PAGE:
As an example of the last subcompact model sold in the U.S. to have actually been built in the U.S., today’s Nice Price or No Dice Sonic is a small car that’s kind of a big deal. Let’s see if this hot hatch is priced to hatch a quick sale.
I recently discovered that the shelving in my garage is something of a time capsule. That’s where I came across a small shrink-wrapped ream of paper that came with the Apple Stylewriter printer I bought back in 1996. The paper looked fine — no Dead Sea Scroll action going on here — so I opened it up and popped it into my current laser printer.
The discovery of an artifact from a long-lost past is something to get excited about. Especially when it turns up in seemingly as-new, or as close to it as possible condition. That was the case with last Friday’s 1979 Mazda RX-7, which was being offered for sale out of a car collector’s corral. Its appearance was so nice, it looked to have been stuck in time.
The seller asked $9,999 for the car, and both the price and the nostalgia resonated for a good number of you. Another good number — for the seller, at least — was the 75 percent Nice Price win you all awarded to the car at that price.
I wouldn’t go quite as far as to suggest that last Friday’s RX-7 was a forgotten car, but it’s safe to say that you don’t see that many early examples on the road today. The heyday of the traditional two-seat sports car began to wane in the late ’70s when more practical, and often cheaper, econobox-based hot hatches entered the market in significant numbers.
Today, the hot hatch category is itself at risk of being relegated to minor-league status, in this case by poseur crossovers. Case in point, this 2016 Chevy Sonic RS.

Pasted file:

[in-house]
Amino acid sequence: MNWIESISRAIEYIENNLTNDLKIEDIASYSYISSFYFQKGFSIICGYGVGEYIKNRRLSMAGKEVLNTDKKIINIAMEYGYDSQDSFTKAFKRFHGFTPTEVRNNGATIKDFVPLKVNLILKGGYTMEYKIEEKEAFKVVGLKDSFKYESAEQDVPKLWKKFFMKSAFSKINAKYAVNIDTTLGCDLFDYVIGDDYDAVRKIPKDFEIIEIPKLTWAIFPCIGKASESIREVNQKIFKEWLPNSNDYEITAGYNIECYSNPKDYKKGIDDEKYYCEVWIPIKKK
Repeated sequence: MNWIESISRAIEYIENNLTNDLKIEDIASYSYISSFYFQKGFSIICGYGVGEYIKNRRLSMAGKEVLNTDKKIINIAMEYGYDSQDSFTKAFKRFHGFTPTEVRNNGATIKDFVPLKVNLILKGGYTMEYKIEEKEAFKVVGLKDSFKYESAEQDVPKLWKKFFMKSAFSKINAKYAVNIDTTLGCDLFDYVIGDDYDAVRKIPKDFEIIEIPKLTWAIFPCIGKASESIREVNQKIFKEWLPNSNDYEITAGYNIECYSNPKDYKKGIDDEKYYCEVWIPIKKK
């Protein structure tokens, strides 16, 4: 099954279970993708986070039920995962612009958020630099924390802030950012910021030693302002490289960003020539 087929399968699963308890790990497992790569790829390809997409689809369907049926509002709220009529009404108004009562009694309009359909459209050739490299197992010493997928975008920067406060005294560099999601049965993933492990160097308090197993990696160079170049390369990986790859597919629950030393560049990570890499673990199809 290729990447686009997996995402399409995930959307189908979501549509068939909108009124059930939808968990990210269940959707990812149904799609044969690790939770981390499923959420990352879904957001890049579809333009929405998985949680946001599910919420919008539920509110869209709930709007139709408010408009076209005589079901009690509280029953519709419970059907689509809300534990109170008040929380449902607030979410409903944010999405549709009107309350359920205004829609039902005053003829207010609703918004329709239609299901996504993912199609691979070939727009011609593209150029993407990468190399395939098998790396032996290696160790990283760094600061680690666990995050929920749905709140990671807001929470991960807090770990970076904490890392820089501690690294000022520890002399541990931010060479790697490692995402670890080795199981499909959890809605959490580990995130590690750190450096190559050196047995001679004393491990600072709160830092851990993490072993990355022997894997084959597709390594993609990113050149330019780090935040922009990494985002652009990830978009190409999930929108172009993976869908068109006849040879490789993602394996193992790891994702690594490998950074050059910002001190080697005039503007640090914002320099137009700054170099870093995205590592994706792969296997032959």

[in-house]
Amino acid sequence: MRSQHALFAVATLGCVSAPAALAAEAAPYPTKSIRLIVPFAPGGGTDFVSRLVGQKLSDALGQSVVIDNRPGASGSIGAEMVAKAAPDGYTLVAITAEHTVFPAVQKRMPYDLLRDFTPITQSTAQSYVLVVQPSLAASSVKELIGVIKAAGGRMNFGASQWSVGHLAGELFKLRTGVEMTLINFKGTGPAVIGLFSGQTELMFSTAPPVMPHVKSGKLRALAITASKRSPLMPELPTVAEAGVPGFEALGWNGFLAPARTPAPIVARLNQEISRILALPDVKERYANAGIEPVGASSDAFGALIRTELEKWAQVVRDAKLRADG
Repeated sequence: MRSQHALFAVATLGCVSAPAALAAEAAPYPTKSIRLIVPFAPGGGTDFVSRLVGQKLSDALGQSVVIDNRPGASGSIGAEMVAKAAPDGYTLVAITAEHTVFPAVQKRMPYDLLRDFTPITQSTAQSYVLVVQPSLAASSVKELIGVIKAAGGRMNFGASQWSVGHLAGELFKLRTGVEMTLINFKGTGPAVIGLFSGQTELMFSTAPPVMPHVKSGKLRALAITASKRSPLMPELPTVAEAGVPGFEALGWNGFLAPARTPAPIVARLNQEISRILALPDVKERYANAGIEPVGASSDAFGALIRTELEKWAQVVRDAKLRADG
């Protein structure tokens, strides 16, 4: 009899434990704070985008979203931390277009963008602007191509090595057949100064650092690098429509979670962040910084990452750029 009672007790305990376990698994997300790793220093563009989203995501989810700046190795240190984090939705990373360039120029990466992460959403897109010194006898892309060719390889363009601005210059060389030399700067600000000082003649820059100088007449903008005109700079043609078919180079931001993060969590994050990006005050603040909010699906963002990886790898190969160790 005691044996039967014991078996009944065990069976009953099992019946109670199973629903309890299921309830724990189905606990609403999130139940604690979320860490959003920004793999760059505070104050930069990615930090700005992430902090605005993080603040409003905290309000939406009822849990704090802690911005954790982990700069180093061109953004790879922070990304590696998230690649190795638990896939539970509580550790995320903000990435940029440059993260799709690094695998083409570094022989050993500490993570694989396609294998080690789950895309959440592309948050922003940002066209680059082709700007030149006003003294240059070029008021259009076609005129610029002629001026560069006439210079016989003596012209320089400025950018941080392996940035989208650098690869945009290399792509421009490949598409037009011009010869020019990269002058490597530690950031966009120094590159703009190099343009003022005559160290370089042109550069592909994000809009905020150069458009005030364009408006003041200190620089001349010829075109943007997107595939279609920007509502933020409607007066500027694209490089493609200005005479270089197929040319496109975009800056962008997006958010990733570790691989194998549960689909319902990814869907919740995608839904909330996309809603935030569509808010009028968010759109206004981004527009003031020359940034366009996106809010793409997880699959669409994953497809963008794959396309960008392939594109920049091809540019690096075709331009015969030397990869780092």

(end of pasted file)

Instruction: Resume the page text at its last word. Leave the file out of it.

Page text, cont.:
This little Chevy is a true hot hatch, offering a 138 horsepower turbocharged engine, a six-speed manual transmission and a suspension setup massaged by a Corvette Racing engineer, all wrapped in a small five-door body. If all that doesn’t scream “Hot Hatch,” I don’t know what does.
The thing of it is, I’ll bet some of you didn’t even know a hot edition of the little Chevy once known as the Aveo even existed. Here’s another fun fact: These cars were built in GM’s Orion, Michigan, plant making it a rare homegrown hot hatch to boot.
Apparently, those factors have so far failed to resonate with a single owner for any significant length of time. The ad claims this Sonic to have had fully three owners over the course of its short five-year life. That ad, by the way, is from Carvana, the used car retailer that’s known for having auto “vending machines” at some locations. Today the company offers to flatbed your car purchase directly to your home or secret lair. That touchless delivery might be an attractive option for some, although I prefer to kick some tires when I buy a car.
If you’re interested in a less personal car buying experience, you could have this Sonic RS dropped off after filling out all the online forms and shifting the cash.
The car has a modest 73,375 miles on the odo and appears to be fully loaded. The odometer, it should be noted, is part of an instrument cluster that has a pretty distinctive style. When the Sonic was designed, one of the guidelines was to give it a bit of a motorcycle appeal. The result was elements like the small cycle-like instrument cluster and the exposed round headlamps in the nose.
Those all look to be in acceptable shape. So too is the Bright Yellow paint and trim. The black leatherette interior does show some wear on the seat cushions. The cabin’s hard plastic surfaces also speak to the car’s bargain-basement origins.
Still, there are a number of extras here, including power windows and locks, as well as automatic headlamps and cruise control. The most notable inclusion here is that M32 six-speed stick. That’s a fairly rare option on these cars and should make the most of the 1.4 liter Ecotec four’s available 138 horsepower. The car comes with a clean title and a clear history.
The asking price is $11,990, which gets you bragging rights about owning the last (to date) U.S.-built hot hatch, as well as the onus of explaining to people just what exactly your car is.
What do you think, is this fairly rare Sonic RS worth that $11,990 asking? Or, is that price just a lot of background noise?
H/T to Bill Floyd for the hookup!
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